Ella Jones winced as she gazed at a boarded-up restaurant, one of several businesses in Ferguson damaged in protests over the death of George Floyd. As Jones prepares to take over as the Missouri town’s first Black mayor, she understands that Ferguson will always symbolize the uneasy relationship between Black people and police.
She just doesn’t understand the destruction.
“I know people consider Ferguson as Ground Zero,” Jones said. “However, every time injustice is done, they don’t have to come here and tear up our city.”
Jones, 65, defeated city council colleague Heather Robinette, who is White, 54% to 46% in the June 2 mayoral election. Later this month, Jones will become the face of the St. Louis suburb that erupted into chaos nearly six years ago after a White police officer fatally shot Michael Brown, a Black teenager.
Dozens of businesses were burned and burglarized over the next several nights as tens of thousands of protesters took to the streets.
The officer was eventually cleared of wrongdoing and resigned in November 2014. Months later, the U.S. Department of Justice released a report that found Ferguson police unfairly targeted Blacks for stops and arrests, and that the municipal court used fines and fees as a revenue source, a burden carried largely by Black people. A consent agreement requires significant reforms, a process that is expected to continue into at least 2022.
Ferguson’s city government has already changed dramatically.
In 2014, the mayor, five of the six members of the council and most other leaders in the majority-Black city were White. The police force was led by a White chief and just three of the 53 officers were Black.
Today, about half of Ferguson’s officers are Black, including the chief. Four of the city council members are Black. So is the incoming mayor.
Jones was elected to the council in 2015 and ran unsuccessfully for mayor in 2017, when incumbent James Knowles III was reelected to a three-year term.
Knowles said he’s proud of how he led Ferguson through the most tumultuous time imaginable. He said that while many expected Ferguson to die, it is in many ways stronger than ever. New lofts now sit across from the police station. Chic restaurants, bars and other trendy businesses have opened, including many operated by African Americans.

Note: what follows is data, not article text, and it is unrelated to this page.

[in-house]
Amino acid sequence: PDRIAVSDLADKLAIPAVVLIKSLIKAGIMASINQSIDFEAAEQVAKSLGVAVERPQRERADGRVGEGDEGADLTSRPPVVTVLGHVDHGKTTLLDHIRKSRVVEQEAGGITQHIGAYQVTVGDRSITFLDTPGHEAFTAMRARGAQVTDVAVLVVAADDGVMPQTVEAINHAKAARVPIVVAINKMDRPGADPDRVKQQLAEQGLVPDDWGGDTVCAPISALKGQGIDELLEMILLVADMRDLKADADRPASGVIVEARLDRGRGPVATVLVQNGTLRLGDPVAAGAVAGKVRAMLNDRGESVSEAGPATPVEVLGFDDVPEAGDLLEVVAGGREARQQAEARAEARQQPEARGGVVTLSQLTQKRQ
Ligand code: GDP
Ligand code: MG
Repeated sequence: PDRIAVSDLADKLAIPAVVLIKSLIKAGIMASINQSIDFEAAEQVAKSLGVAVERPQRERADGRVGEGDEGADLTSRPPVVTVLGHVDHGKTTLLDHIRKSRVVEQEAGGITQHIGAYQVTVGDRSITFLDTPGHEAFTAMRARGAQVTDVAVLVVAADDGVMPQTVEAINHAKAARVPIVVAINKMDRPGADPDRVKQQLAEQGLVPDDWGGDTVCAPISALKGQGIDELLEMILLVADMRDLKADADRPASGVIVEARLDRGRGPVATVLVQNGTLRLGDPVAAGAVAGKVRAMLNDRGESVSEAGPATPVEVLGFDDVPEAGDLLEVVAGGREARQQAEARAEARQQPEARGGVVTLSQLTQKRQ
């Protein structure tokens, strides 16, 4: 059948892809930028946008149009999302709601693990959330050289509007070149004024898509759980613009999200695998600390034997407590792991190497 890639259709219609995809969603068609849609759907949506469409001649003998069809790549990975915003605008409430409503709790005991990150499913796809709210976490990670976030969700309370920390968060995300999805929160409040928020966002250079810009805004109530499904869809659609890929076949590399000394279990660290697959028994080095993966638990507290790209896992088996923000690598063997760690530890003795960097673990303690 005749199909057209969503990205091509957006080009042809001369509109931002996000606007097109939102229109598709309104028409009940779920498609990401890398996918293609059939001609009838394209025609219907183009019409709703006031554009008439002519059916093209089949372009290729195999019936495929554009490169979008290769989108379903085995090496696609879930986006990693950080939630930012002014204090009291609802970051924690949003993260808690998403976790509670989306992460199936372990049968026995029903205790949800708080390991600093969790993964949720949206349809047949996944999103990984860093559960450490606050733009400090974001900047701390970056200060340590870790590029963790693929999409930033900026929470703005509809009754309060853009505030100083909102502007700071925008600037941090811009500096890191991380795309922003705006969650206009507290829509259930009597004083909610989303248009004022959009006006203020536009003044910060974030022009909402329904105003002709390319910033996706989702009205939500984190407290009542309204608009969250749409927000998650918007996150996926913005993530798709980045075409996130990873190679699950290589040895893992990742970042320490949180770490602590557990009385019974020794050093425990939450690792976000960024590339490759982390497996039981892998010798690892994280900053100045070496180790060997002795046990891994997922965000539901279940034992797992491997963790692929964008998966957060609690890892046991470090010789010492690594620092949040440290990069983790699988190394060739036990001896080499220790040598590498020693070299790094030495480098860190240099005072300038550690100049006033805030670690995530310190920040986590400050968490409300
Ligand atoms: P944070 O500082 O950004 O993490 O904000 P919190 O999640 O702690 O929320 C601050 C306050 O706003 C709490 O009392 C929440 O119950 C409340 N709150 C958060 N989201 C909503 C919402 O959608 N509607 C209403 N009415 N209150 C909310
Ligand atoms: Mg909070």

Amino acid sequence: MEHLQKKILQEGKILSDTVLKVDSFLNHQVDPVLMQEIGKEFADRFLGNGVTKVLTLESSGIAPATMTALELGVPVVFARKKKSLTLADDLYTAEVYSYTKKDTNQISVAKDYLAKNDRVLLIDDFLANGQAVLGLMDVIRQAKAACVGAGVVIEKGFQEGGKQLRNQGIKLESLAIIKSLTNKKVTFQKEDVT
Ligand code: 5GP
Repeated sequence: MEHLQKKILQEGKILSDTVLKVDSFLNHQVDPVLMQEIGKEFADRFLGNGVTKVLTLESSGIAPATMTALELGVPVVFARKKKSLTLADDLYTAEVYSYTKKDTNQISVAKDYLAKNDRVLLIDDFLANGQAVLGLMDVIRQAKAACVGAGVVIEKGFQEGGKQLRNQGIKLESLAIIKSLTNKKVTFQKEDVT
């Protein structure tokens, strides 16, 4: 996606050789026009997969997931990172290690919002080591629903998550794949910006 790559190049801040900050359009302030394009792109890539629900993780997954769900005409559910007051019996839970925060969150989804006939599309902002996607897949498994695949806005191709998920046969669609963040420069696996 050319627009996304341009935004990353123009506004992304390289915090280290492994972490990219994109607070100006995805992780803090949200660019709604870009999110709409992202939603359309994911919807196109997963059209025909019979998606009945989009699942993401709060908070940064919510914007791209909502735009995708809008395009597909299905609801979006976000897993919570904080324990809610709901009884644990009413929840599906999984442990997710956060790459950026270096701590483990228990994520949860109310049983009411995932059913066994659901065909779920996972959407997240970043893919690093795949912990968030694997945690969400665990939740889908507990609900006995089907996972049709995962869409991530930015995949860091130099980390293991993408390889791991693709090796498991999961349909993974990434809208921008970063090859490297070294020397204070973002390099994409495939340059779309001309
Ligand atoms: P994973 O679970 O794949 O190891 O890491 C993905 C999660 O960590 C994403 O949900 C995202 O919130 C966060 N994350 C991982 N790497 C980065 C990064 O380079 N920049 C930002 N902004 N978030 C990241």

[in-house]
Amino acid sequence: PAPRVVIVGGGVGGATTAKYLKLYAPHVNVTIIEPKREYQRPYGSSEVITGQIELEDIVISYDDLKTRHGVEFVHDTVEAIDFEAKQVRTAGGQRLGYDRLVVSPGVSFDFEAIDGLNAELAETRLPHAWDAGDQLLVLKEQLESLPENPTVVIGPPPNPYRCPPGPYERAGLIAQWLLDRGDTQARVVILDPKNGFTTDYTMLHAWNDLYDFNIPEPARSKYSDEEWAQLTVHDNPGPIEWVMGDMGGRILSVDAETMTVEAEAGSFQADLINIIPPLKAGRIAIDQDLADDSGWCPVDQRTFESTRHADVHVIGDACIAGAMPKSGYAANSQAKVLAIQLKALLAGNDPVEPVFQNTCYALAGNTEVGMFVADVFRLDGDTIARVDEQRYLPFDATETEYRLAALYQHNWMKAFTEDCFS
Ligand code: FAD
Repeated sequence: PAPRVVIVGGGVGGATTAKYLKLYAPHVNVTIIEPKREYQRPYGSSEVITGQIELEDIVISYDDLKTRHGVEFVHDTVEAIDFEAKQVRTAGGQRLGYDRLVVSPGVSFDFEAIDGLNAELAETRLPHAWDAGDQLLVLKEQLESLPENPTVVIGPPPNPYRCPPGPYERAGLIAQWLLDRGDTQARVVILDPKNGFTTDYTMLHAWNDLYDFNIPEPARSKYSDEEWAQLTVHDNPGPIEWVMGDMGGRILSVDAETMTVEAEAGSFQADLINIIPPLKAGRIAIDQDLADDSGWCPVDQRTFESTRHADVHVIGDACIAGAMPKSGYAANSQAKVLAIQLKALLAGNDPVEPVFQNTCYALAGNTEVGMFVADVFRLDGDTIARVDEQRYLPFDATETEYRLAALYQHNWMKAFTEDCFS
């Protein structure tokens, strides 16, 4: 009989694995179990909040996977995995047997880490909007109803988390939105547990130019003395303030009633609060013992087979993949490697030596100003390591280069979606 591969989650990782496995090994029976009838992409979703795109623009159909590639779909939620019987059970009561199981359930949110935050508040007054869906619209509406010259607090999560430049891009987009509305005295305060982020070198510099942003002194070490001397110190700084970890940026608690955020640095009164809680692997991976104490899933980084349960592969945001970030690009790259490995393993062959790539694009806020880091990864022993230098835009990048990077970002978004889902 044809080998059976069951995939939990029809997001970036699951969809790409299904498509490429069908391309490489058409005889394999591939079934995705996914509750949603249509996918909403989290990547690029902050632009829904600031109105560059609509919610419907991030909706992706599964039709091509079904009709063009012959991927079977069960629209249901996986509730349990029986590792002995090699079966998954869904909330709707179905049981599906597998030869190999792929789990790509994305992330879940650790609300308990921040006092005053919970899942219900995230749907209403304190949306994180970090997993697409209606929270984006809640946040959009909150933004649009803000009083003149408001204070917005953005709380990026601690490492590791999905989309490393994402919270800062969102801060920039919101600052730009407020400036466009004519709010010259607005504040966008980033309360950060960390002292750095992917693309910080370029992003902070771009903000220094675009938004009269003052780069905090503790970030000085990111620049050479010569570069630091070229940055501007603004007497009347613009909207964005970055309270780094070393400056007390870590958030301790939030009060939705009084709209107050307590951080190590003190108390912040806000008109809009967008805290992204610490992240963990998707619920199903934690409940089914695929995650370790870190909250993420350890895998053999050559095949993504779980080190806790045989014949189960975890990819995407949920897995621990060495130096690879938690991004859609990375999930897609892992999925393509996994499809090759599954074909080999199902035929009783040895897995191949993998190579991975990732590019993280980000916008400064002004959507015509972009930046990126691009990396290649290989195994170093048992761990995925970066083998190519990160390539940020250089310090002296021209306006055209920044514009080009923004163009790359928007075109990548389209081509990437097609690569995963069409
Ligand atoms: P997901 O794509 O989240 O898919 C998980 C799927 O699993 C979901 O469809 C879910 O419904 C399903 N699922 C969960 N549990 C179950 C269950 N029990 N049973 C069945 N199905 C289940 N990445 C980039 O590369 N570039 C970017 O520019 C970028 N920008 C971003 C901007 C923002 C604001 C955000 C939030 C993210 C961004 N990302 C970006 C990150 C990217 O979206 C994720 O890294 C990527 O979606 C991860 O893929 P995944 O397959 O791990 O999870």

“It’s really been great to see not only this new investment but bringing in the types of business we want to see to build a vibrant, diverse business district,” Knowles said.
But Jones sees much more work ahead, especially now that Ferguson is cleaning up after protests turned violent yet again.
Floyd’s death sparked worldwide demonstrations. In Ferguson on May 31, several hundred people gathered outside the police department.
Late in the evening, protesters began lobbing fireworks, rocks and bottles at a line of officers. Police scattered the crowd with tear gas, and in the chaos of the evening, several businesses were damaged.
Within days, more than a dozen shops, restaurants and bars still had broken glass and boarded-up windows. Many that had just reopened after the coronavirus shutdown are now closed again.
“I’m really heartbroken,” Jones said. “I thought we had gotten past 2014 and the people who did this tried to break our spirit because we’ve been working together as a community to move forward, and now we have this.”
She said her first priority will be to seek grants to help damaged businesses regroup.
“We are a strong city and we’re going to get through this, and we’re going to get through this working together,” she said.
Laverne Mitchom, a 69-year-old Black resident of Ferguson, said Jones has a reputation for working with others to effect change.
“Ella is the leadership that we need right now — not because she’s Black,” Mitchom said. “Being Black is helpful because she has an understanding of the serious things that Black people have gone through in this country. But she’s a people person and she knows how to develop relationships. She’ll work with people from the outside that will be very good for Ferguson.”